He threw for almost 400 yards, so Boyd still was great, but the little things are those that will win games. He'll have to improve this in the next two weeks for the matchup against Virginia Tech.
A stat that's been mentioned a few times this article, 339 yards rushing. All thanks to the triple option and the havoc it can wreak when people don't perfectly execute their assignments.
The triple option makes players play fundamental football instead of the big-play seeking we sometimes see. Georgia Tech runs the triple option as good as anyone and has seen a lot of success with it.
So why don't other schools run it?
If you have the athleticism, you could greatly benefit from it. Schools with two starting-level quarterbacks can benefit as well, especially if one of them is very athletic. It would allow you to play them as a back who can also throw the ball well, something that Georgia Tech doesn't utilize, but the offense is very set up to do.
We are seeing a transformation to more of a passing game, but the rushing attack can still be just as explosive. I'm puzzled as to why more schools don't run the triple option.
After right guard Omoregie Uzzi and center Jay Finch went down, the Georgia Tech offense wasn't the same and couldn't seem to move the ball as well as they had in the first three quarters.
It led to a botched snap on a crucial fourth down in which the backup center was asked to do more than he was used to, and the nerves got the best of him. The triple option is talked about as very explosive, but it relies heavily on an offensive line that can carry the load.
Without the injuries, we could be looking at a much different box score.
DeAndre Hopkins makes Tajh Boyd a very happy man.
Today Boyd threw for his 50th career touchdown, breaking the previously held record by Charlie Whitehurst. The real amazement of the record comes in the fact that he's only done it in about half the attempts of Whitehurst.
Boyd loves to air it out, and it's worked for him in his career. The last two years have seen Clemson come back to glory, and Boyd's efficiency is a big reason for that. He had quite a few big plays Saturday versus Georgia Tech.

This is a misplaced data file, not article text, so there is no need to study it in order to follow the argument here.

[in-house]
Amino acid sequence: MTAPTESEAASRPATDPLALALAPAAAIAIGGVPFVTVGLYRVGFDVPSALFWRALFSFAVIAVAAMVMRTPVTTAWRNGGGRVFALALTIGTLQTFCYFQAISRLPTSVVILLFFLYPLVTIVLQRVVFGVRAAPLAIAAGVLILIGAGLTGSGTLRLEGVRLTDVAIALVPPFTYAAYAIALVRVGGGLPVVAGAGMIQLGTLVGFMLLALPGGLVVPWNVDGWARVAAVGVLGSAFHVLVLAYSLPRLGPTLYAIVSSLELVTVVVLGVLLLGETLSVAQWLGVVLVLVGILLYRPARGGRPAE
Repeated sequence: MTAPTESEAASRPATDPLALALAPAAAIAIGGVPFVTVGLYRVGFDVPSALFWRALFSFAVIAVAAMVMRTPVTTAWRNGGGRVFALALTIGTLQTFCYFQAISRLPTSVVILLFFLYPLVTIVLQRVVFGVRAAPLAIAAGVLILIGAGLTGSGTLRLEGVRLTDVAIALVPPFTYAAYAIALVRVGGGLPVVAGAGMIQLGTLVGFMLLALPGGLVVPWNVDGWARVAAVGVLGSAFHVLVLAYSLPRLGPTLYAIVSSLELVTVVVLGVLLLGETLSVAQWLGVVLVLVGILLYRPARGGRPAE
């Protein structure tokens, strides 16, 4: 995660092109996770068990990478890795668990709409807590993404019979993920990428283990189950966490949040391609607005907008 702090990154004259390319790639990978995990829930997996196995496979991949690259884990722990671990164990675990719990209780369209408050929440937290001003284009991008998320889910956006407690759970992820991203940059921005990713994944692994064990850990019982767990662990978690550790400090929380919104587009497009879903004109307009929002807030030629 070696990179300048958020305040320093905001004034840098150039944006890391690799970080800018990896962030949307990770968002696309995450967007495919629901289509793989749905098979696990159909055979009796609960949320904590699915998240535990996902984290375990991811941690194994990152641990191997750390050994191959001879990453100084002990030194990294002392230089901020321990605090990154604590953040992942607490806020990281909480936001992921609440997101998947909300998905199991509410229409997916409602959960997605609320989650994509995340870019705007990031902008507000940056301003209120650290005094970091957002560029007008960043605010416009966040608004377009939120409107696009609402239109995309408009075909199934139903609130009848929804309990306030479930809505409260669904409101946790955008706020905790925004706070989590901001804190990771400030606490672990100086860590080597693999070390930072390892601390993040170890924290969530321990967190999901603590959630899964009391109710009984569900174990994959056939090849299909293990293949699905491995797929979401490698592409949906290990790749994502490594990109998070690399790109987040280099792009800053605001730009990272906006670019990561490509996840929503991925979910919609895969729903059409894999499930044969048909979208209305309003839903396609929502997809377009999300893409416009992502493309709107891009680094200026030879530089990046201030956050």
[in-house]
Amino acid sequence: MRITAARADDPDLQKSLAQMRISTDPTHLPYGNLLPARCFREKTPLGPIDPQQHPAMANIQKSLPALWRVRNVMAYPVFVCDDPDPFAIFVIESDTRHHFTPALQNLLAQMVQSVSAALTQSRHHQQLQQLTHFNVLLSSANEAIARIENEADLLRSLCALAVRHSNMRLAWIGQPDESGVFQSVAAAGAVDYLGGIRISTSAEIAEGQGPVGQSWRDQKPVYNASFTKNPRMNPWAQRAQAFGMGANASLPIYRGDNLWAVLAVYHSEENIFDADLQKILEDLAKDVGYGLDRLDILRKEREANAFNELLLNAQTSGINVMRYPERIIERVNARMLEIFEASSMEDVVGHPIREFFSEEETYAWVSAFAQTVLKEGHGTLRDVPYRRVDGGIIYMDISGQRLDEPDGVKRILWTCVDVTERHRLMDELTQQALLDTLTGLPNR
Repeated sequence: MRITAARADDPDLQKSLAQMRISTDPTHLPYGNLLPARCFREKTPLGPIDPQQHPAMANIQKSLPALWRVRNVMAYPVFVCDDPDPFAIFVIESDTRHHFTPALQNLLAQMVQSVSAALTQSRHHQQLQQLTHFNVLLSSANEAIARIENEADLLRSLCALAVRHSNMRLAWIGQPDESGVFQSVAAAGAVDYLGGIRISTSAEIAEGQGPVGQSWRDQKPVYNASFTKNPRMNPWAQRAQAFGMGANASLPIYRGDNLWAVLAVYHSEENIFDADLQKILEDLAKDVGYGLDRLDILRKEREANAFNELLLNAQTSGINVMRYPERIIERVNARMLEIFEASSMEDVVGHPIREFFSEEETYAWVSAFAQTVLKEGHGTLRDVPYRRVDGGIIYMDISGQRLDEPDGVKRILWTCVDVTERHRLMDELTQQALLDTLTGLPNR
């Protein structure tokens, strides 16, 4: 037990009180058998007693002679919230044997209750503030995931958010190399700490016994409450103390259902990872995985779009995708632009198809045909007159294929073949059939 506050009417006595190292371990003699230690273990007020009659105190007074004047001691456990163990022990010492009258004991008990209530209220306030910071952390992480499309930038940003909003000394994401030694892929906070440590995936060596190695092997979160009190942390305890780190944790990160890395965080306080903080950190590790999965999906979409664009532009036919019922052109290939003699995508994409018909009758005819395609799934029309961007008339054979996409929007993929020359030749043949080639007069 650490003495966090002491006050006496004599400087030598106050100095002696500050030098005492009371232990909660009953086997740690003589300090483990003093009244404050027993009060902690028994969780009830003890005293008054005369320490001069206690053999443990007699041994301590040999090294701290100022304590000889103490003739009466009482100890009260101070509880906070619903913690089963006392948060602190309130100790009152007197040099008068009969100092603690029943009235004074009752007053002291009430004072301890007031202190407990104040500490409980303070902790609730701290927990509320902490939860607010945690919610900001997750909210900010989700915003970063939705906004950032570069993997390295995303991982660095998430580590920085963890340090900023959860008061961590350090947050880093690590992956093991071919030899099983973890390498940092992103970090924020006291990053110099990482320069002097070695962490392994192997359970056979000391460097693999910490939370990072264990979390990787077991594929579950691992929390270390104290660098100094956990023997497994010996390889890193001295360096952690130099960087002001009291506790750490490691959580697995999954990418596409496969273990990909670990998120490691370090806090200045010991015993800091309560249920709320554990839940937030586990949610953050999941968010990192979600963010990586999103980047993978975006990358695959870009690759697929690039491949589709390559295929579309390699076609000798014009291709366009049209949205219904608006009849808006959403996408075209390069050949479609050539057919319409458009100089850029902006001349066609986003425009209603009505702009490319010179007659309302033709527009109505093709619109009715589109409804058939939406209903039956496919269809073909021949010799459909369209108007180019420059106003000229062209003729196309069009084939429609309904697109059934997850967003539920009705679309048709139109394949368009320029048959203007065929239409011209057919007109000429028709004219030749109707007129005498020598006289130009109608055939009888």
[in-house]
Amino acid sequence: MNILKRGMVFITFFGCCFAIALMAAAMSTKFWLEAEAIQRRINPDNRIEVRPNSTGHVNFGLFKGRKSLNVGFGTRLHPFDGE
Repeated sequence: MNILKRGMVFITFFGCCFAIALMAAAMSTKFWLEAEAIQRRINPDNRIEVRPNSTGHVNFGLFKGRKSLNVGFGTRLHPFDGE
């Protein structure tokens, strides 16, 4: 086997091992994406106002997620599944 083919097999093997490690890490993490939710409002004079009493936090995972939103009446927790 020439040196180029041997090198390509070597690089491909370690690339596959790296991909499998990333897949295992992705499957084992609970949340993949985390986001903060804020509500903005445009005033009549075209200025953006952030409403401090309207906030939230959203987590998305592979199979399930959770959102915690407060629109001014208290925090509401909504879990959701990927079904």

Keeping that big-play edge is what will win you games; if he continues to air it out successfully, then Clemson can win the ACC.
The Georgia Tech defense has been downright awful this year. They've allowed more than 40 points in three of the six games so far this season. They showed a little improvement this game, but not enough to warrant a changing opinion on the defense.
Tevin Washington is the commander of the offense and was very solid; he gave Georgia Tech a chance at victory and will have to play very well in every game for Tech to win.
The offense is their best weapon, and they'll have to score even more to win games. Washington leads FBS quarterbacks with 13 rushing touchdowns and isn't going to slow up. He'll have to keep up that level of play for GT to even have a chance at making a bowl.
Clemson has a history of losing games it really should win but pulled this one out. South Carolina will be its biggest game, but the Tigers can't overlook any ACC opponents on the way there.
If they can win the rest of their conference slate and not blow it, they honestly have a good chance at finishing without another loss in the regular season.
They have to get more consistent on defense and no "Clemsons" will be pulled.
They've played two Top 25 opponents and have led in all three of their conference losses in the fourth quarter. They just need to learn to finish games.
They're not as bad as their 2-4 record would indicate. Yes, their loss against MTSU was embarrassing, but every team has an embarrassing loss every now and then.
Five of their last six are winnable games and can make the season not a complete failure. If they continue the success they had on offense today, their final record will indicate more where the team is at progress-wise.